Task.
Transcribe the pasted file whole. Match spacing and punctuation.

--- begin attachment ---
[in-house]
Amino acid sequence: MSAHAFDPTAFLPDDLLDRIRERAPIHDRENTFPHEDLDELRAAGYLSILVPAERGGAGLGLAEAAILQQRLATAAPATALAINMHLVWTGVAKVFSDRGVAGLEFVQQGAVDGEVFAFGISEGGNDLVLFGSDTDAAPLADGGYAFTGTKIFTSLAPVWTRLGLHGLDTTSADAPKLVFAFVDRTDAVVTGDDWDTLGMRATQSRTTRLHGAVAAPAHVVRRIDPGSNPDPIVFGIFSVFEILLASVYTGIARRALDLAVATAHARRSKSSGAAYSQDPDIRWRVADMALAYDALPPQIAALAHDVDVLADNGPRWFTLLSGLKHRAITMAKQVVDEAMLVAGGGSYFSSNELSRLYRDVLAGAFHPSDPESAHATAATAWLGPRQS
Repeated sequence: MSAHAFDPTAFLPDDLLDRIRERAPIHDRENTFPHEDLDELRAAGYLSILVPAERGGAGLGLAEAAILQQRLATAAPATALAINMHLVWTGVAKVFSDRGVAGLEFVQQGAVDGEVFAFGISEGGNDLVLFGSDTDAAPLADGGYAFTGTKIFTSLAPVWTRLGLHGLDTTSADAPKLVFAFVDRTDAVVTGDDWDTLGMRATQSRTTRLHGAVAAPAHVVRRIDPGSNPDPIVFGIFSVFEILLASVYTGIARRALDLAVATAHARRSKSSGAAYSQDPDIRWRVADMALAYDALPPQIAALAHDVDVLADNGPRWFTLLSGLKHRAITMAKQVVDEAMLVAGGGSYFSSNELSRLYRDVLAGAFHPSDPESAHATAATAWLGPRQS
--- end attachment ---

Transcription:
[in-house]
Amino acid sequence: MSAHAFDPTAFLPDDLLDRIRERAPIHDRENTFPHEDLDELRAAGYLSILVPAERGGAGLGLAEAAILQQRLATAAPATALAINMHLVWTGVAKVFSDRGVAGLEFVQQGAVDGEVFAFGISEGGNDLVLFGSDTDAAPLADGGYAFTGTKIFTSLAPVWTRLGLHGLDTTSADAPKLVFAFVDRTDAVVTGDDWDTLGMRATQSRTTRLHGAVAAPAHVVRRIDPGSNPDPIVFGIFSVFEILLASVYTGIARRALDLAVATAHARRSKSSGAAYSQDPDIRWRVADMALAYDALPPQIAALAHDVDVLADNGPRWFTLLSGLKHRAITMAKQVVDEAMLVAGGGSYFSSNELSRLYRDVLAGAFHPSDPESAHATAATAWLGPRQS
Repeated sequence: MSAHAFDPTAFLPDDLLDRIRERAPIHDRENTFPHEDLDELRAAGYLSILVPAERGGAGLGLAEAAILQQRLATAAPATALAINMHLVWTGVAKVFSDRGVAGLEFVQQGAVDGEVFAFGISEGGNDLVLFGSDTDAAPLADGGYAFTGTKIFTSLAPVWTRLGLHGLDTTSADAPKLVFAFVDRTDAVVTGDDWDTLGMRATQSRTTRLHGAVAAPAHVVRRIDPGSNPDPIVFGIFSVFEILLASVYTGIARRALDLAVATAHARRSKSSGAAYSQDPDIRWRVADMALAYDALPPQIAALAHDVDVLADNGPRWFTLLSGLKHRAITMAKQVVDEAMLVAGGGSYFSSNELSRLYRDVLAGAFHPSDPESAHATAATAWLGPRQS